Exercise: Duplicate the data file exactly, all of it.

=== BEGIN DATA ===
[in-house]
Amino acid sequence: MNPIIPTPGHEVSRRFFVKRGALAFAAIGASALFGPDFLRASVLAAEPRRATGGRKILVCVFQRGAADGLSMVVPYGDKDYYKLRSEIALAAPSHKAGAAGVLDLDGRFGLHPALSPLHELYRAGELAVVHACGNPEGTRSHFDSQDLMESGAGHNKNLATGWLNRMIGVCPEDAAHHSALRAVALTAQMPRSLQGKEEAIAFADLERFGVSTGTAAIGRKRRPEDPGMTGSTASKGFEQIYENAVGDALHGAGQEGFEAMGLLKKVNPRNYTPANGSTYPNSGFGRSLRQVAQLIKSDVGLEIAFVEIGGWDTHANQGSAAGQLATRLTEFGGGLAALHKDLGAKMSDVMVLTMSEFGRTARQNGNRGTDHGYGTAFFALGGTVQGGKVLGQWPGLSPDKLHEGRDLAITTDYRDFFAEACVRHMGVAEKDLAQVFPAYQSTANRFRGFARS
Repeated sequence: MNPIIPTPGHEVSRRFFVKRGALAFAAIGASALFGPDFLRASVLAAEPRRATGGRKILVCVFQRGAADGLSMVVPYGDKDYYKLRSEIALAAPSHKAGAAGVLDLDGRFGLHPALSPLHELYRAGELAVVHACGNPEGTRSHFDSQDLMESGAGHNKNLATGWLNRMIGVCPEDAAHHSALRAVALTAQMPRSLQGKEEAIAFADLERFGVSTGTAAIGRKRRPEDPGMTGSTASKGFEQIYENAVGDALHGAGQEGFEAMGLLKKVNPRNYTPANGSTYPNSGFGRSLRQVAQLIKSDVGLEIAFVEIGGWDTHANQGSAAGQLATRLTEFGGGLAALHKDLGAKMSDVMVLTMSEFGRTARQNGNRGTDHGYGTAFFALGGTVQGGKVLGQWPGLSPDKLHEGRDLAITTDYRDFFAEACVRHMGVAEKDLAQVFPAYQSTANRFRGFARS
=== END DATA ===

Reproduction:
[in-house]
Amino acid sequence: MNPIIPTPGHEVSRRFFVKRGALAFAAIGASALFGPDFLRASVLAAEPRRATGGRKILVCVFQRGAADGLSMVVPYGDKDYYKLRSEIALAAPSHKAGAAGVLDLDGRFGLHPALSPLHELYRAGELAVVHACGNPEGTRSHFDSQDLMESGAGHNKNLATGWLNRMIGVCPEDAAHHSALRAVALTAQMPRSLQGKEEAIAFADLERFGVSTGTAAIGRKRRPEDPGMTGSTASKGFEQIYENAVGDALHGAGQEGFEAMGLLKKVNPRNYTPANGSTYPNSGFGRSLRQVAQLIKSDVGLEIAFVEIGGWDTHANQGSAAGQLATRLTEFGGGLAALHKDLGAKMSDVMVLTMSEFGRTARQNGNRGTDHGYGTAFFALGGTVQGGKVLGQWPGLSPDKLHEGRDLAITTDYRDFFAEACVRHMGVAEKDLAQVFPAYQSTANRFRGFARS
Repeated sequence: MNPIIPTPGHEVSRRFFVKRGALAFAAIGASALFGPDFLRASVLAAEPRRATGGRKILVCVFQRGAADGLSMVVPYGDKDYYKLRSEIALAAPSHKAGAAGVLDLDGRFGLHPALSPLHELYRAGELAVVHACGNPEGTRSHFDSQDLMESGAGHNKNLATGWLNRMIGVCPEDAAHHSALRAVALTAQMPRSLQGKEEAIAFADLERFGVSTGTAAIGRKRRPEDPGMTGSTASKGFEQIYENAVGDALHGAGQEGFEAMGLLKKVNPRNYTPANGSTYPNSGFGRSLRQVAQLIKSDVGLEIAFVEIGGWDTHANQGSAAGQLATRLTEFGGGLAALHKDLGAKMSDVMVLTMSEFGRTARQNGNRGTDHGYGTAFFALGGTVQGGKVLGQWPGLSPDKLHEGRDLAITTDYRDFFAEACVRHMGVAEKDLAQVFPAYQSTANRFRGFARS